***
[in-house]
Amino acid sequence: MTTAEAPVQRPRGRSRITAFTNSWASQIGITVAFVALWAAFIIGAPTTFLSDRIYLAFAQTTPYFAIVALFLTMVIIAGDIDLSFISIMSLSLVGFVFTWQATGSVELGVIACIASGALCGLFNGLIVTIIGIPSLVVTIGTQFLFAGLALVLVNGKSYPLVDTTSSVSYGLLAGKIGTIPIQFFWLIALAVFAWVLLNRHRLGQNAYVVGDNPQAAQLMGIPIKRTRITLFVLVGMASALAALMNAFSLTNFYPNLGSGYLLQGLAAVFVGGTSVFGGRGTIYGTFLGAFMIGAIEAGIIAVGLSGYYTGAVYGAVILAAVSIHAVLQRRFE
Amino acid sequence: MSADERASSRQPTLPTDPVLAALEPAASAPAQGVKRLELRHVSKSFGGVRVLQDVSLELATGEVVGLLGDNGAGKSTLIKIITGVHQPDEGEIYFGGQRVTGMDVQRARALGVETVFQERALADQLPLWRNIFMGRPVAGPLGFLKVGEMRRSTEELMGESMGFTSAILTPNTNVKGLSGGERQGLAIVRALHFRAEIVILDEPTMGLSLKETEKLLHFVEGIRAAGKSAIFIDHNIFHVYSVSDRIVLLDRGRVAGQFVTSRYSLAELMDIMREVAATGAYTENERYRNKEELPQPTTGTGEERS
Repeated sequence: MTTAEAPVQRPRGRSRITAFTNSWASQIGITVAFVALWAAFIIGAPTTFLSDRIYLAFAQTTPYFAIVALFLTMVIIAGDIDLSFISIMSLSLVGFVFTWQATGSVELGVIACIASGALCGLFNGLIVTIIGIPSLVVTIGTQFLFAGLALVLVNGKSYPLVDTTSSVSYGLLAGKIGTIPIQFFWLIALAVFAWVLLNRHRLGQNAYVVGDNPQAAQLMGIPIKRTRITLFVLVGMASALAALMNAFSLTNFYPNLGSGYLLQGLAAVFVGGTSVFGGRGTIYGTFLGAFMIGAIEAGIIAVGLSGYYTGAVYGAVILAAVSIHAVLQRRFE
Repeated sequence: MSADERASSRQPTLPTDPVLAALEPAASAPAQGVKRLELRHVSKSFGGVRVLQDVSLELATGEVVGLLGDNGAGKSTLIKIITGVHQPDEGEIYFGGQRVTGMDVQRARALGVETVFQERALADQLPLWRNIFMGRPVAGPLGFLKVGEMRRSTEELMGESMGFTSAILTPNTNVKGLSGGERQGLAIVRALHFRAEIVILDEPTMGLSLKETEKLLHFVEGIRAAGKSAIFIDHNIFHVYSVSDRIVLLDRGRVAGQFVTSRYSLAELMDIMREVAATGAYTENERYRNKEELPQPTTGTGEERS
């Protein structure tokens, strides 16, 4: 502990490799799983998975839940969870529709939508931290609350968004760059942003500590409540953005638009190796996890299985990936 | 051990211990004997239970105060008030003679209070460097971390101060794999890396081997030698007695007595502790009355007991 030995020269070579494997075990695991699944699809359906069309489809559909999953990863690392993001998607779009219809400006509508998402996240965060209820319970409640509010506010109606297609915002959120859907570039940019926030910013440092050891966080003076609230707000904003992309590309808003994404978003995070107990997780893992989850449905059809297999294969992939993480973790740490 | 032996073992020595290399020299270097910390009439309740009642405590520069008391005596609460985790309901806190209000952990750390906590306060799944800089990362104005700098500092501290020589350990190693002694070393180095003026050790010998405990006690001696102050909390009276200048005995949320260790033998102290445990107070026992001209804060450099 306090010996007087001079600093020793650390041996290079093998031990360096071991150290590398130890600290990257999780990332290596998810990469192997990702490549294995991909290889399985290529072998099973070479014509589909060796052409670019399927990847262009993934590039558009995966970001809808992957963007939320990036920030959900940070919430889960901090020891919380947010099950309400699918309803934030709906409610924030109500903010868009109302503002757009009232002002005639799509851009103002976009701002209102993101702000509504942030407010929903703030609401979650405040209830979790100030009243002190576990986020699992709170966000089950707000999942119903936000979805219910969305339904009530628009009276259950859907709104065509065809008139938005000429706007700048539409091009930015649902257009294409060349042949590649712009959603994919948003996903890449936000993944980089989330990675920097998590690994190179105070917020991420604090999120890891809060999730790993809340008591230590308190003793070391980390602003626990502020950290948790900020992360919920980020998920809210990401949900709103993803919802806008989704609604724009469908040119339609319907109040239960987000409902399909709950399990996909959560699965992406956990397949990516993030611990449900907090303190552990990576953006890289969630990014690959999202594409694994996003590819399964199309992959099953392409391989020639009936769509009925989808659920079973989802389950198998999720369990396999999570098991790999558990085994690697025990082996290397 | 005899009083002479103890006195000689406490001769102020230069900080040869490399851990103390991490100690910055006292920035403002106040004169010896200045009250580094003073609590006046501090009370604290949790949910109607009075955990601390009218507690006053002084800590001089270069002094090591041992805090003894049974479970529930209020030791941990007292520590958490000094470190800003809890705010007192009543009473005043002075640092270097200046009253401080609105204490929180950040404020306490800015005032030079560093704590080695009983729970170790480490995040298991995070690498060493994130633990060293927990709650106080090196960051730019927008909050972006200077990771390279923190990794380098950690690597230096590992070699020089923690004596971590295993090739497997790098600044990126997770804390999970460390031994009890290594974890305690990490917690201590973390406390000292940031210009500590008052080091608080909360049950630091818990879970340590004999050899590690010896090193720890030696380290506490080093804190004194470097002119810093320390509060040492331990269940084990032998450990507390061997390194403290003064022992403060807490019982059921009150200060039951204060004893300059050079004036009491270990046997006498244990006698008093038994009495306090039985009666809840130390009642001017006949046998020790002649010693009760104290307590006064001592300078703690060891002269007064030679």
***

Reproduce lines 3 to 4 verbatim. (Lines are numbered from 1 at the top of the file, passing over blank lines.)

Amino acid sequence: MSADERASSRQPTLPTDPVLAALEPAASAPAQGVKRLELRHVSKSFGGVRVLQDVSLELATGEVVGLLGDNGAGKSTLIKIITGVHQPDEGEIYFGGQRVTGMDVQRARALGVETVFQERALADQLPLWRNIFMGRPVAGPLGFLKVGEMRRSTEELMGESMGFTSAILTPNTNVKGLSGGERQGLAIVRALHFRAEIVILDEPTMGLSLKETEKLLHFVEGIRAAGKSAIFIDHNIFHVYSVSDRIVLLDRGRVAGQFVTSRYSLAELMDIMREVAATGAYTENERYRNKEELPQPTTGTGEERS
Repeated sequence: MTTAEAPVQRPRGRSRITAFTNSWASQIGITVAFVALWAAFIIGAPTTFLSDRIYLAFAQTTPYFAIVALFLTMVIIAGDIDLSFISIMSLSLVGFVFTWQATGSVELGVIACIASGALCGLFNGLIVTIIGIPSLVVTIGTQFLFAGLALVLVNGKSYPLVDTTSSVSYGLLAGKIGTIPIQFFWLIALAVFAWVLLNRHRLGQNAYVVGDNPQAAQLMGIPIKRTRITLFVLVGMASALAALMNAFSLTNFYPNLGSGYLLQGLAAVFVGGTSVFGGRGTIYGTFLGAFMIGAIEAGIIAVGLSGYYTGAVYGAVILAAVSIHAVLQRRFE